If someone close to you has died due to negligence or wrongdoing by another
person, you might be wondering if you can file a wrongful death claim.
Such lawsuits are designed to compensate loved ones of a deceased person
who are impacted emotionally and financially from that person’s
death. To learn if you can file a wrongful death lawsuit, it is helpful
to take a look at the history behind this kind of litigation and how it
fits into a modern context.
What is a Wrongful Death Claim?
The rules of wrongful death lawsuits vary by state, and exist to prevent
a perpetrator from faring worse in court if a person is injured rather
than killed as a result of wrongdoing. In the past, family members of
the decedent, or person who died, could not file a civil suit for compensation
against the person who caused the death.
These loved ones were, however, able to sue for damages if the victim was
injured but survived, essentially making the consequences more lenient
if the victim died. In order to provide a more fair and balanced system,
states began to develop statutes allowing wrongful death lawsuits to take
place. As a result, the rules differ depending on which state you’re in.
Who Can File a Wrongful Death Suit?
Fortunately, there are some similarities across many states as to who can
file a wrongful death claim. Most states have designed wrongful death
claim statutes based on Great Britain’s Lord Campbell’s Act
of 1846. Statues designed with this Act in mind allow wrongful death suits
to be filed only by beneficiaries designated by the statute. Typically,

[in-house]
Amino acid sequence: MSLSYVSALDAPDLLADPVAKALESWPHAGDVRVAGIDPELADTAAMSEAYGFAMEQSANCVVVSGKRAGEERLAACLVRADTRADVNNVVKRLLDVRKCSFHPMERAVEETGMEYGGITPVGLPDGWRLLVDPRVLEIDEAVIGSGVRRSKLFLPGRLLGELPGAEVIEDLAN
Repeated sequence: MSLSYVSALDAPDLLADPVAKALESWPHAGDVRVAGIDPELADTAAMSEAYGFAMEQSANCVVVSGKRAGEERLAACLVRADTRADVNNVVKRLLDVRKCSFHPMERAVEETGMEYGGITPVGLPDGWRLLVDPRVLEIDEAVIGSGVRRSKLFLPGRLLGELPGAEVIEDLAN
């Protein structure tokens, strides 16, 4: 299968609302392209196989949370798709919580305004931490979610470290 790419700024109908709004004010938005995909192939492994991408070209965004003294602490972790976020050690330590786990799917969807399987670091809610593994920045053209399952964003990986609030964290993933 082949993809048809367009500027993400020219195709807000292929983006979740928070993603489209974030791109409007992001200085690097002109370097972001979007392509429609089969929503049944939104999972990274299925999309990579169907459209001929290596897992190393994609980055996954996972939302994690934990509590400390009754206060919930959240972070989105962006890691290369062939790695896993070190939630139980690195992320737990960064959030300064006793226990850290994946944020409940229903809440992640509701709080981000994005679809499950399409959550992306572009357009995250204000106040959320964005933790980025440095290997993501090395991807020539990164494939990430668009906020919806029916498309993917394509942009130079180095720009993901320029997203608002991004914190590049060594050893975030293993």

these beneficiaries have a close relationship with the deceased, like
spouses or children.
Under this system, beneficiaries are separated into tiers, or classes,
and the right to sue can depend on who exists in a given class at the
time. If anyone is living in the first class, for example, only those
beneficiaries in that class are allowed to file a suit. If no one is living
in the first class, those in the second class, often relatives who are
less closely related to the deceased, can file suit.
States that use this system often have similar lists of beneficiaries who
qualify to file suit. These lists typically include:
Immediate family members like children, parents of unmarried children and spouses
Financial dependents who rely on the decedent’s income
Parents of a deceased fetus
More distant family members like grandparents and siblings
While most states follow the Lord Campbell’s Act system, some states
only allow the estate of the decedent to file a wrongful death claim.
These lawsuits are usually filed by a representative of the deceased’s
estate, a person appointed by the probate court to manage the estate’s
assets. Any amount that the personal representative recovers in a suit
is held in a trust to be disbursed among the decedent’s beneficiaries.
The Dunnion Law Firm Can Help
If you want to learn more about the wrongful death claim statutes in your
state, it’s a good idea to contact an attorney. A professional attorney
at Dunnion Law Firm can assist you with questions and concerns related
to your specific situation.
Contact us, today!